We’re trying to make it explicit for the children how expected behaviours, such as listening to and focusing on the teacher, following the teacher’s instructions, keeping their hands and feet to themselves, walking quietly in line and staying in-bounds during playtime not only make them feel good, but gives the other children in the class “good or comfortable” thoughts about you.  When students show expected behaviour, everybody in the class feels happy, calm, and safe – now we’re in the green zone and ready to engage in learning.  When a child perceives others to be following the classroom rules and routines, he or she has a sense of security and predictability about the classmates who will be his or her friends.  This gives a child confidence and a desire to play with those children he or she feels safe.

Conversely, we’re also making it explicit for the children how unexpected behaviours, such as talking during teacher instruction, touching others students in class, racing to be first or budging in line or drawing on another child’s paper gives the other children in the class “uncomfortable thoughts” about you.  When a child demonstrates unexpected behaviour, the others students feel scared, uncertain, reluctant, and frankly, many just do not like it.  The children become distracted from the lesson, they don’t want to miss the instructions and they are reluctant to play with a child who will not listen to the teacher.  

For example, when we see unexpected behaviour in class, we observe by saying, “It’s unexpected to see students running down the hall.”  Then we teach by saying, “It’s expected that students will walk quietly down the hall.”  We do not refer to behaviour as good or bad, but rather expected or unexpected.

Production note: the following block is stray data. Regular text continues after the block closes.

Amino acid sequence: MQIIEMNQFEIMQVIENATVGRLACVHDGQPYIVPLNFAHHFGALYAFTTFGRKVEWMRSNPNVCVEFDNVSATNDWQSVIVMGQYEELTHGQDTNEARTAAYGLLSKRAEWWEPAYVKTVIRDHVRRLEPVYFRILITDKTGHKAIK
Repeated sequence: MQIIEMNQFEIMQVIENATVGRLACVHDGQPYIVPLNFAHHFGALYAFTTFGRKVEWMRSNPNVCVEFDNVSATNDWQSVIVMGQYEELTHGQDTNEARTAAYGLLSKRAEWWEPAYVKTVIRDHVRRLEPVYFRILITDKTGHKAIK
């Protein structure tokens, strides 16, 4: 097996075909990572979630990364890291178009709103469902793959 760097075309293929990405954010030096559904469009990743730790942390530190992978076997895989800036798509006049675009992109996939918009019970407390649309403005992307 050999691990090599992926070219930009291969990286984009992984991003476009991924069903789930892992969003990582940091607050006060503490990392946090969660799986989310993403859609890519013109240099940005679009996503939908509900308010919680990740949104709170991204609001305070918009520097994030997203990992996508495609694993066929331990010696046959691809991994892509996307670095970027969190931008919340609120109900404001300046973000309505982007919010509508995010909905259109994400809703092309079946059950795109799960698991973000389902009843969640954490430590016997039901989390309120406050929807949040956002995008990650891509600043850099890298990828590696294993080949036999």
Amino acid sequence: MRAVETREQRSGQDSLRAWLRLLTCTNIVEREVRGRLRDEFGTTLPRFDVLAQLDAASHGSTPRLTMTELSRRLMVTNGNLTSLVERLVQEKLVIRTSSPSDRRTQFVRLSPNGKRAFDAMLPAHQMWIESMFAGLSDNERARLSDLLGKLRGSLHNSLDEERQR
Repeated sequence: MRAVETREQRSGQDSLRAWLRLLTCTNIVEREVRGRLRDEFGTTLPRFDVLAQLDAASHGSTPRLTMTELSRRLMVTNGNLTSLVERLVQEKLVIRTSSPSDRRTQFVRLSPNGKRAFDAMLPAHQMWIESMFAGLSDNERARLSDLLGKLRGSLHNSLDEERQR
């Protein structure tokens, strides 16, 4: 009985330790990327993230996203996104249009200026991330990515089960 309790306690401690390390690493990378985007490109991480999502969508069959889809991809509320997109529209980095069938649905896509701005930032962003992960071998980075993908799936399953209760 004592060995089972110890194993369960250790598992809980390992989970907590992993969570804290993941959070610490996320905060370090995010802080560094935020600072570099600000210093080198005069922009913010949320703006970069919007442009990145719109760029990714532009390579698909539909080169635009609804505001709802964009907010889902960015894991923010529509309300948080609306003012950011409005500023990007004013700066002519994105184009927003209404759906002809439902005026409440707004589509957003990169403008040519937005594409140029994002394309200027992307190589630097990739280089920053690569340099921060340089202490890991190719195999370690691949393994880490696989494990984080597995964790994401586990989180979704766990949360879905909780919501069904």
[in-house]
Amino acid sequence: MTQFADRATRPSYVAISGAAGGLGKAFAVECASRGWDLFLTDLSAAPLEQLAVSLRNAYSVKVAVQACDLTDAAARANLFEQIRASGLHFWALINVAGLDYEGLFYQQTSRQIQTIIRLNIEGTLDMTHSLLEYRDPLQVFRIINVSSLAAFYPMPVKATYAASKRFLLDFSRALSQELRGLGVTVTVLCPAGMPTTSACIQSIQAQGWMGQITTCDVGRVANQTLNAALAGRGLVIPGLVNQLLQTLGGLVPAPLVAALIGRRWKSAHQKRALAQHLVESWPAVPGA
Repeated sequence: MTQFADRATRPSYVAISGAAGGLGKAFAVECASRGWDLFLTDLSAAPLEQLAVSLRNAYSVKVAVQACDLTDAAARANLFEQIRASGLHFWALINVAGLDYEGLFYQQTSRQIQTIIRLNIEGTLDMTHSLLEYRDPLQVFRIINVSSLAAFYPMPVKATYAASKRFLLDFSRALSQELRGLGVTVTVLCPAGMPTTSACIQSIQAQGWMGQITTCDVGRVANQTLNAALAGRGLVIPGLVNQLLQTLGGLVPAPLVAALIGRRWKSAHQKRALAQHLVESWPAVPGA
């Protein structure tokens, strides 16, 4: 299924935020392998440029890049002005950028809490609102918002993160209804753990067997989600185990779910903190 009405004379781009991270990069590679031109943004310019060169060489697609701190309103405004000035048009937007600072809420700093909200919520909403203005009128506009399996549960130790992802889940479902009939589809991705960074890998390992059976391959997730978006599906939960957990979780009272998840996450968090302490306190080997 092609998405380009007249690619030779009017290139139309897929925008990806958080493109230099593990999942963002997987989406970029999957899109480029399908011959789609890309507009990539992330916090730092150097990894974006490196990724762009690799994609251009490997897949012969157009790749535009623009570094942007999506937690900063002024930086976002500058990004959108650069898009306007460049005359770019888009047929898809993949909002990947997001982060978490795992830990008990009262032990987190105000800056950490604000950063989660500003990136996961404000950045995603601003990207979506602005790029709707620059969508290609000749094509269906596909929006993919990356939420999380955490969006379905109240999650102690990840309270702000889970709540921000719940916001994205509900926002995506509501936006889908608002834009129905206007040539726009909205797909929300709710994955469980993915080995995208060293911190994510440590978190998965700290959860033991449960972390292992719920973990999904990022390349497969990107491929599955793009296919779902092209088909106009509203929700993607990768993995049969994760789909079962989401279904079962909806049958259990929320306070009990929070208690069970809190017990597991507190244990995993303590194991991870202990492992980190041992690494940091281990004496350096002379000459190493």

We know that unstructured time (Centre Time, recess time on the playground, transitions between activities, lining up) is a challenging time for Kindergarten and that’s where we will see unexpected behaviour the most.

By establishing classroom routines, we try to make the unstructured time more predictable to reduce unexpected behaviour so that children who are a little bit nervous, worried or anxious know not only what they should do, but what is expected of their classmates.

 

Developing social awareness starts at home during the early years. Although we teach pro-social curriculums such as the The Incredible Flexible You, our focus is on lessons for the individual child in the social context of the classroom such as following “The Group Plan” (as opposed to following your own plan) and keeping your “Body in the Group” (instead of straying from the group). Specific social skills such as maintaining eye contact, personal space and speaking pleasantly to others can and should be introduced, reviewed and reinforced at home.  

And yes, we still remind our own kids in the high school years about all these values because we as their parents, are their first teachers.  We want them to go into the world not just with their leadership skills and academic smarts, but with the social awareness and a strong moral compass so that no matter where they are, they can respond with the respect, empathy and compassion needed today.

 

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This Week in Our Room: January 30-February 3, 2017


img_0163It’s been a power packed week of activity in the Kindergarten.

So it’s pretty clear we’re having a great time finding new ideas for our alphabet crafts. The children were so happy with their “o is an octopus” last week and were tickled pink with their “p is a pig” this week. As we head into the latter half of the Alphabet, the children are using familiar strokes to print the letters so we’ve noticed a nice uptick in the consistency of correct formation of lowercase letters. We’re continuing to focus on size and spacing of letters, and an uppercase letter followed by lowercase letters for names.

img_0158Monday was a joyous celebration for the Year of the Rooster. The children came dressed in red (for good luck) with several students wearing traditional Chinese clothing. We started our day by welcoming each child with “Gung Hay Fat Choy” (I grew up with Cantonese speaking parents but I regret my own Chinese is very, very limited) during the daily attendance and were delighted at how every child tried to repeat the greeting back to the teachers, and so warmed our hearts.